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Mugabe in denial

United Nations Assistant Secretary-General for Political Affairs Haile Menkerios said President Robert Mugabe was in denial about the increasing violence in the run-up to the 2008 presidential elections run-off claiming that some of the victims were feigning injuries to get assistance.

Mugabe had admitted that there had been some ZANU-PF violence immediately after the elections on the part of exuberant winners, but ZANU-PF had quickly put a stop to this.

He said MDC violence had continued, including assaults and the burning of houses and the government was taking the necessary steps to end the violence.

Mugabe complained to Menkerios that the international community would condemn his government, no matter what he did in trying to make the election fair.

 

Full cable:


Viewing cable 08HARARE519, UN ENVOY BRIEFS DIPLOMATS ON ZIMBABWE VISIT

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Reference ID

Created

Classification

Origin

08HARARE519

2008-06-19 13:36

CONFIDENTIAL

Embassy Harare

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FM AMEMBASSY HARARE

TO RUEHC/SECSTATE WASHDC IMMEDIATE 3042

INFO RUCNDT/USMISSION USUN NEW YORK IMMEDIATE 1945

RUCNSAD/SOUTHERN AFRICAN DEVELOPMENT COMMUNITY

RUEHAR/AMEMBASSY ACCRA 2061

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RUEHBY/AMEMBASSY CANBERRA 1459

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RUEHKM/AMEMBASSY KAMPALA 2238

RUEHNR/AMEMBASSY NAIROBI 4669

RUEAIIA/CIA WASHDC

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RHMFISS/EUCOM POLAD VAIHINGEN GE

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C O N F I D E N T I A L SECTION 01 OF 03 HARARE 000519

 

SIPDIS

 

AF/S FOR S. HILL

ADDIS ABABA FOR USAU

ADDIS ABABA FOR ACSS

STATE PASS TO USAID FOR E. LOKEN AND L. DOBBINS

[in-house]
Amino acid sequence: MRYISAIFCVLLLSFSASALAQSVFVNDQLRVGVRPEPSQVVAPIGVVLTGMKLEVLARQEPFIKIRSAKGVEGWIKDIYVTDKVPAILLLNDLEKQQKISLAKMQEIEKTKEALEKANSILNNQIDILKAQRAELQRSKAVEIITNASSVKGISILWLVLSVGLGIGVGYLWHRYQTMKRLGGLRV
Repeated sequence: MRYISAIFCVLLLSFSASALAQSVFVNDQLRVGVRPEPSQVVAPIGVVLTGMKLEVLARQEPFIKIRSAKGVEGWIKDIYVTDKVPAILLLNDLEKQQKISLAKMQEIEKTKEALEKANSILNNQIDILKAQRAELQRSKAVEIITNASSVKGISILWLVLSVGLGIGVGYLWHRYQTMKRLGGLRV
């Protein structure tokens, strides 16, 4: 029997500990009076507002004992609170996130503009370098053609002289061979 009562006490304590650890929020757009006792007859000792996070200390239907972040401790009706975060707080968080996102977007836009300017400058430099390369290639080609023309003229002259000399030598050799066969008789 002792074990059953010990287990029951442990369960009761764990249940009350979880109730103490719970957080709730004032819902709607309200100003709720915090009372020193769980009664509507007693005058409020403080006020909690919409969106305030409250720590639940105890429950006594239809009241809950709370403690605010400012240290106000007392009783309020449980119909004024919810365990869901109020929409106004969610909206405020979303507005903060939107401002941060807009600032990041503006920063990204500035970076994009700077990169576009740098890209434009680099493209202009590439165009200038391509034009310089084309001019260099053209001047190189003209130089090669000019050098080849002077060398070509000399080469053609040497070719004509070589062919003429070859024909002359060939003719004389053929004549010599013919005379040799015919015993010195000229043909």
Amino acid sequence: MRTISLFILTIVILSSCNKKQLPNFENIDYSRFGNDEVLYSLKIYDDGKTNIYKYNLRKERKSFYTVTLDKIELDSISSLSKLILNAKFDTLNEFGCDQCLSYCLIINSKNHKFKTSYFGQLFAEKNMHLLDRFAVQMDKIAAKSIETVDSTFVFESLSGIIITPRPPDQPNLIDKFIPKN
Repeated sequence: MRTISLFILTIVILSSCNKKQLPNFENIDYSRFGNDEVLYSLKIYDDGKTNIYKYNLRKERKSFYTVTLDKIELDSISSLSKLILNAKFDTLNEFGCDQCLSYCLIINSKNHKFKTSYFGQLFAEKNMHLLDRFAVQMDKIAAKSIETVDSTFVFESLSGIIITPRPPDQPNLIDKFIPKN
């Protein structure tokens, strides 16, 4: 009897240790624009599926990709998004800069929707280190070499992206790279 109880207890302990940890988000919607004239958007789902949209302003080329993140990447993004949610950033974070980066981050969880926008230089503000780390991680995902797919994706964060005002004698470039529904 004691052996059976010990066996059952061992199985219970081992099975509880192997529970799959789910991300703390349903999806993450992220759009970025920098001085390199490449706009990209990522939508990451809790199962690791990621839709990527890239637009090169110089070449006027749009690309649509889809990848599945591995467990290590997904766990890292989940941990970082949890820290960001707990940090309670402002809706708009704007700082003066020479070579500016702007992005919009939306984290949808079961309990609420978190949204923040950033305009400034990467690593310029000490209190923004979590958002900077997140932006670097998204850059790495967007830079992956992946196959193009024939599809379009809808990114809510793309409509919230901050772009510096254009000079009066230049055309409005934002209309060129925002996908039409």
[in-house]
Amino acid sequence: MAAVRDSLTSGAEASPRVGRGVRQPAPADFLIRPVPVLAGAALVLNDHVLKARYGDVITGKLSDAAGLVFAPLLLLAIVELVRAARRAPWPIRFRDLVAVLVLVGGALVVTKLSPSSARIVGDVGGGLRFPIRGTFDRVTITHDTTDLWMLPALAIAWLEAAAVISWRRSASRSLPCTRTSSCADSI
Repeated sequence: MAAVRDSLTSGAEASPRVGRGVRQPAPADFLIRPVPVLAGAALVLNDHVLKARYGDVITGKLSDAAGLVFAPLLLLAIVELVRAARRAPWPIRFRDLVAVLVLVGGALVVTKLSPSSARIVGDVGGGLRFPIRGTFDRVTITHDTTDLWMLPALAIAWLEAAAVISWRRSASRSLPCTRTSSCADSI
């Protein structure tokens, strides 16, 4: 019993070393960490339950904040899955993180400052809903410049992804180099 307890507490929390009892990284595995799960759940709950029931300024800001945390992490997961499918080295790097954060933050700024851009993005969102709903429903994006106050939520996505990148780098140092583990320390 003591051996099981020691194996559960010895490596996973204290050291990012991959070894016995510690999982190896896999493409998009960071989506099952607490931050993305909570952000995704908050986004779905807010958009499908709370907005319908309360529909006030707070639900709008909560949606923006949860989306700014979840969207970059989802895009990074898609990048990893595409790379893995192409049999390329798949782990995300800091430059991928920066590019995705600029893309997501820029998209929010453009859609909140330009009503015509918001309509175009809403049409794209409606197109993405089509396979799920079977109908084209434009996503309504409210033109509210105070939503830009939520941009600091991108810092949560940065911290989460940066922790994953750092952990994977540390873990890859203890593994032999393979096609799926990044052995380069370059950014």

STATE PASS TO NSC FOR SENIOR AFRICA DIRECTOR B. PITTMAN

 

E.O. 12958: DECL: 06/19/2018

TAGS: PGOV PREL ASEC PHUM ZI

SUBJECT: UN ENVOY BRIEFS DIPLOMATS ON ZIMBABWE VISIT

 

Classified By: Charge d’Affaires, a.i. Glenn Warren for reason 1.4 (d)

 

——-

SUMMARY

——-

 

1. (C) Haile Menkerios, United Nations Assistant

Secretary-General for Political Affairs, briefed western

diplomats, including the Ambassador, June 17 on his mission

to Zimbabwe, and specifically on a meeting earlier in the day

with President Robert Mugabe. Menkerios said he came away

from the meeting with Mugabe with the impression that ZANU-PF

would do anything necessary to win. Mugabe denied that

ZANU-PF was responsible for the ongoing violence. He

defended the suspension of NGO humanitarian assistance by

alleging that NGOs had a political agenda. He claimed that

his efforts at dialogue with the MDC had been rebuffed.

Menkerios also discussed the importance of observers to deter

violence, both before and after the election, and said the UN

was supporting efforts by SADC, the AU, and ECOWAS to field

observation teams. END SUMMARY.

 

———–

The Mission

———–

 

2. (C) Menkerios said his mission was to deliver UN

Secretary General Ban Ki-moon’s message of concern regarding

the current atmosphere of violence and intimidation, and to

determine what could be done to encourage the government to

create an atmosphere for a free and fair election. To

effectively carry out his mission, he needed to see all

stakeholders. The GOZ had initially sought to restrict his

access to the opposition, western diplomats, and civil

society, but Mugabe, in their meeting earlier in the day, had

promised he could see whomever he wished. Menkerios told

diplomats he planned to meet with the opposition and civil

society. Menkerios commented that Mugabe had complained that

previous UN and other visitors had “betrayed” Zimbabwe by

their reports. Menkerios said he promised Mugabe he would be

truthful.

 

—————-

Mugabe in Denial

—————-

 

3. (C) Menkerios said he initiated the meeting with Mugabe

by telling him that ZANU-PF-organized violence would make a

fair election impossible. Mugabe responded that there had

been some ZANU-PF violence immediately after the election on

the part of exuberant winners, but ZANU-PF had quickly put a

stop to this. MDC violence had continued, including assaults

and the burning of houses. Mugabe added that the government

would take necessary steps to end it.

 

4. (C) Menkerios countered to Mugabe that he had heard

various reports of ongoing ZANU-PF violence and displacement

of people. SADC had told him of violence and African heads

of state had condemned it. The GOZ could not deny it.

Menkerios told Mugabe that if he wanted acceptance of the

election results the violence had to stop.